Another anthology book up for review today, and coincidentally it’s another issue #4.  The anthology this time is, an interesting project from the enigmatic Bov.  I really like the ethos of this anthology, which is making comics just for the love of it, making them free and accessible to as many people  as possible.  As well as being able to have the comic mailed out to you at the official site (all you pay for is post and packaging), issues are later made available to read online free of charge, and print copies are handed out free of charge from various sources around central London.  The goal is to get more people reading comics, and to give more creators a platform to have their work published.  And I’d say that makes this an admirable operation.

Now, with this issue in particular, as tends to be the case in anthologies, certain stories are stronger than others.  Our opening short, Grey Days by Nik Neocleous, starts things off with a bang, turning out to be probably the best story of the whole issue.  Nik clearly has a solid grasp on how to tell a self-contained short anthology story.  We’re limited to a single scene, with concise plotting building up to a single punchline at the end.  Nik doesn’t stretch himself too far, recognising the constraints of the format and giving us a story that focuses on a single plot point and carries it through to its completion.  By narrowing the focus in this way, Nik has the room to breathe characterisation into the characters of his story – a conversation between an alien and a human on a spaceship together at some point in the distant future – and make them feel fully-realised in this brief moment rather than cyphers getting hurled from one plot point to another.  Wonderfully constructed.

While Grey Days is very wordy, and draws most of its effect from its wordplay, the second story – Bego, by Indonesian cartoonist Ononwae Batara – doesn’t have any dialogue, with the story told only in images.  It’s a cute little two-pager, if a bit insubstantial.  But it still works nicely, and the starkly different format and art style demonstrates the diversity of content being offered by the krazybov anthologies.

However, the third story – Zero Man, by Joe Simmons – doesn’t fit as well.  It’s not that it isn’t an interesting story.  It’s well-written, with some convincing dialogue, and the art looks suitably stylish and kinetic.  The problem is that it just doesn’t feel like an anthology piece at all.  For a start, it’s 16 pages long, considerably larger than the 2-page tales which came before it.  16 pages is over half a full-length comic book.  And with all this space, we still don’t get a complete story.  This feels like the opening sequence of a larger story, like with another 6 pages setting up a larger conflict this could be the first issue of a miniseries.  And to be honest, I might be tempted to give such a series a go, as the concept of a vigilante using television as a weapon is pretty cool.  But it just doesn’t gel well in this context.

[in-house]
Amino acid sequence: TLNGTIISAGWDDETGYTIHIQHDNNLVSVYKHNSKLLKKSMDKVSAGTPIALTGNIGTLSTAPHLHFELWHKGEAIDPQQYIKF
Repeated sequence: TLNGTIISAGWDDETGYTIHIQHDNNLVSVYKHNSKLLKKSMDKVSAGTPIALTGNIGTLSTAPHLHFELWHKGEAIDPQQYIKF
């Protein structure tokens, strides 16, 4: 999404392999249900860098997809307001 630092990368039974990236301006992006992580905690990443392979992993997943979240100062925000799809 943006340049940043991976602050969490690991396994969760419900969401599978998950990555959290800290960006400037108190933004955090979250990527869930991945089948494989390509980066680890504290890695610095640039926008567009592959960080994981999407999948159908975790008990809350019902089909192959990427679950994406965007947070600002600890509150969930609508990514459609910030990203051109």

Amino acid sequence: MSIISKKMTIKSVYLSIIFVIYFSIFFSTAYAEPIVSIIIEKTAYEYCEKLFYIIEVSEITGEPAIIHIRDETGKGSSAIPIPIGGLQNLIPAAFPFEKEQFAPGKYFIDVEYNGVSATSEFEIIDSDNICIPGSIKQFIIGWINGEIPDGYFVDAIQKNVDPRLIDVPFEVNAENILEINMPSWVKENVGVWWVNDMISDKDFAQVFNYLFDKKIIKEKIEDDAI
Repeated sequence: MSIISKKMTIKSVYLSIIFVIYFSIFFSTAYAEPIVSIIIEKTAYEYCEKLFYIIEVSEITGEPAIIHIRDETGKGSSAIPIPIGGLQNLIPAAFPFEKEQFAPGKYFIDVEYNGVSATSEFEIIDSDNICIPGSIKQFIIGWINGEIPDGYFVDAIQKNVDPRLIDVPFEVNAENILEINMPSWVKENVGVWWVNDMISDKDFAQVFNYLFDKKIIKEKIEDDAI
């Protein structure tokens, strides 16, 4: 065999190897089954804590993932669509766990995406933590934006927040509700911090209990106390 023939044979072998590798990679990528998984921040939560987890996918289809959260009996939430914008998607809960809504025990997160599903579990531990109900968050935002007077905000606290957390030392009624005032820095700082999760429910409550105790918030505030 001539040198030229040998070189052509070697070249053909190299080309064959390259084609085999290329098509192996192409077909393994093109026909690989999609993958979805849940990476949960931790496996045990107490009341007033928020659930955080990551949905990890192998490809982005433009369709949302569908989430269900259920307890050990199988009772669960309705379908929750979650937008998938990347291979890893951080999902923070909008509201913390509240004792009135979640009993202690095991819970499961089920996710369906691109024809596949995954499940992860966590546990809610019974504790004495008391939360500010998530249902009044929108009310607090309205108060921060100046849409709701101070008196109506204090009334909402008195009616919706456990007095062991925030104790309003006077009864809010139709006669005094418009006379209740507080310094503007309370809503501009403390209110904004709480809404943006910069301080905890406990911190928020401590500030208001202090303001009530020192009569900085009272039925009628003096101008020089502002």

Rooftop Battle – by writer Adam Wilson and artist Beatus Vir – also proved to be problematic.  I don’t really know what point the story was trying to make, and the art, while good enough during the opening battle sequence, made the unclear ending even more confusing.  I’ve read it several times now, and I still don’t know what is supposed to have happened on those closing pages.

Pictures Don’t Lie – by writer Knut Knutsen (I hope this is his real name and not an alias!) and artist Dave Windett – thankfully sees things start to improve again, with Windett’s cheery, cartoonish art concealing a surprisingly dark little comedy tale about the fury of a woman scorned.

Soda Ninja, by Elvis Brillotto, is like Bego: a lightweight little silent strip built around a single gag.  I think having these little breezy reads peppered between the more substantial  entries is a welcome change of pace, helping with the overall structure of the anthology of a whole.  So kudos to Bov himself on that front for some canny editing.

Our final story is The Suicider, by writer Rafael Wambier dos Santos and artist Kewber Arruda.  I was a bit torn on this.  For the most part it’s very good.  The plot is probably the most compelling of the entire anthology – a dark, harrowing tale about a woman being cruelly exploited and the consequences this incurs – and the moody, atmospheric art is a welcome compliment to the grim narrative.  But after some great setup, with the end I was – much like with Rooftop Battle – left a bit unclear over what exactly was supposed to have happened.  Perhaps this is a note that Bov could take onboard for future editions of the comic – making sure that everything is clear and easy to understand for all readers, even the ones as dense as me!

Overall, I found this to be an enjoyable anthology.  But I think what sets the overall package apart is the enthusiasm Bov brings to the project, his afterword at the end emphasizing how much of a labor of love this endeavour is for him.  His goal is one we should share: making comics accessible and available for readers and creators alike.  I’d definitely recommend supporting him, whether that be through submitting some short stories to the anthology or checking the comic out for yourself.  You can find out more at

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